Johannesburg - Police arrested 37 people during a protest at mining company Xstrata's Kroondal operations in the North West on Tuesday.
“The miners threw stones at the passing vehicles and burnt tyres,” said Brigadier Thulani Ngubane.
“Police were dispatched to the area to control the unruly protesters and they had to use rubber bullets and teargas to disperse the mineworkers.”
There were no injuries to the group of about 200, which barricaded the road leading to the company's Kroondal mine, he said.
Those arrested would appear in the Rustenburg Magistrate's Court on Thursday.
However, the National Union of Metalworkers of South Africa (Numsa) claimed in a statement that police used live ammunition and that there were injuries.
In a follow-up interview, Numsa spokesperson Steve Nhlapo said though Numsa stood by the claim that live ammunition had been used since problems started in the area of the Kroondal mine last Thursday, it had no access to anyone who had been arrested to prove this.
This denial of access was, in itself, worrying, said Nhlapo.
Numsa called for the immediate suspension of all the police officers responsible for this “ridiculous shooting of striking workers”.
The union was also worried about what it described as a growing trend of “some trigger-happy officers to use excessive force, particularly live ammunition, during the course of industrial disputes”.
Nhlapo said a striking worker had been shot at close range by South African Police Service officers, in front of an ANC ward councillor who was in the vicinity to assist in resolving the dispute.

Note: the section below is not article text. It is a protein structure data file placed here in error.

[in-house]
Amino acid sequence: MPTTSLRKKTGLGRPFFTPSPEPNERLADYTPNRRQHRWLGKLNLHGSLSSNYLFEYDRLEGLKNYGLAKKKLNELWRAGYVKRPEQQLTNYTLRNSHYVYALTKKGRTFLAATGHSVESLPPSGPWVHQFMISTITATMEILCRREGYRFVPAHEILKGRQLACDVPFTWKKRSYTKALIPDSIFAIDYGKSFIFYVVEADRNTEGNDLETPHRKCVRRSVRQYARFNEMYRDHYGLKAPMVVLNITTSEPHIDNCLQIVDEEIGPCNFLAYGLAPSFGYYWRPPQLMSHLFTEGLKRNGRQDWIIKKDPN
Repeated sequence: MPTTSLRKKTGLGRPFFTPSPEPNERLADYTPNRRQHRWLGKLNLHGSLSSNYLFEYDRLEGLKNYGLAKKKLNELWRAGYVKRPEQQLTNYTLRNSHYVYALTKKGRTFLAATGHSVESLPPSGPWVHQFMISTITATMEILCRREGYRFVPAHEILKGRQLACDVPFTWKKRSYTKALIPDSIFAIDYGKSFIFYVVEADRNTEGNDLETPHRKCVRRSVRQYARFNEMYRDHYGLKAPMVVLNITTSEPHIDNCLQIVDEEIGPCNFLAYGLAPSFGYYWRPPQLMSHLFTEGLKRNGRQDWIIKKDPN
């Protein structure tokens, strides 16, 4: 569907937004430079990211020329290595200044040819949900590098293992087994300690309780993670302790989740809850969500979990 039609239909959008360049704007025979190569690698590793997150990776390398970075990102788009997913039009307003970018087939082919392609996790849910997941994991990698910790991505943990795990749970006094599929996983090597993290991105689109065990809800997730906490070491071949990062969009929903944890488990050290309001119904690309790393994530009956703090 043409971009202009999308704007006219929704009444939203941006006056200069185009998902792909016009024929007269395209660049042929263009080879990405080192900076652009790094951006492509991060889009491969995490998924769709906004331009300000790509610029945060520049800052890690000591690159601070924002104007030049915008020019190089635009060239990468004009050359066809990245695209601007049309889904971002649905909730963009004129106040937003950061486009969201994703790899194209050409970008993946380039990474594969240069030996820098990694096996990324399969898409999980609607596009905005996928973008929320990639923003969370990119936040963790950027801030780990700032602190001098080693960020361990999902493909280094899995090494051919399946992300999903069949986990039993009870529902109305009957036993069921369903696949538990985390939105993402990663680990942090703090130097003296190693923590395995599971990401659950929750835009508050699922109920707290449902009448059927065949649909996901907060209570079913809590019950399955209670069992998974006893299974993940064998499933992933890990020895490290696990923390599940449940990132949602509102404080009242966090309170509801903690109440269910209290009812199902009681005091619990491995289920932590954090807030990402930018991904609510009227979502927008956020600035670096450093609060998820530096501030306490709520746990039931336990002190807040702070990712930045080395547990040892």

He said the worker was shot with a rubber bullet and then detained by police in an incident on Monday.
It was only when a lawyer intervened that Numsa found out where he was.
North West police said only teargas and rubber bullets had been used.
Nhlapo said workers went on strike to demand that action be taken against a “white employee for assaulting a fellow black worker”.
The SABC reported on Tuesday night that miner Joseph Koetje was allegedly assaulted for refusing to sign for a wage deal without the representation of the union.
Numsa said that instead of taking action about the assault, the company had “opted to co-opt the police to do their dirty work”.
However, Xstrata Alloys said on Tuesday that a properly constituted hearing had been held to investigate the alleged incident which led to the strike.
“The hearing ruled that there were insufficient grounds to find the accused guilty of the alleged assault after hearing from four individual witnesses,” said the company's communication and transformation manager Christopher Tsatsawane.
“The investigation has consequently been concluded,” he said.
Tsatsawane said the company condemned any form of violence or intimidation and would continue to work to resolve the situation peacefully with the authorities.
He said the illegal and unprotected strike was by a group of “former employees” at Xstrata’s Kroondal operation, who blocked the entrance and road to the operation on Monday and Tuesday, and intimidated Kroondal employees reporting for work.
The police had dispersed them.
Xstrata is one of the top five global producers of copper, thermal and metallurgical coal, ferrochrome, zinc and nickel, and also produces silver, lead, platinum, gold, cobalt and vanadium. It employs more than 70 000 people at more than 100 operations in more than 20 countries.
According to the SABC, more police had been deployed at the mine to monitor the situation overnight. - Sapa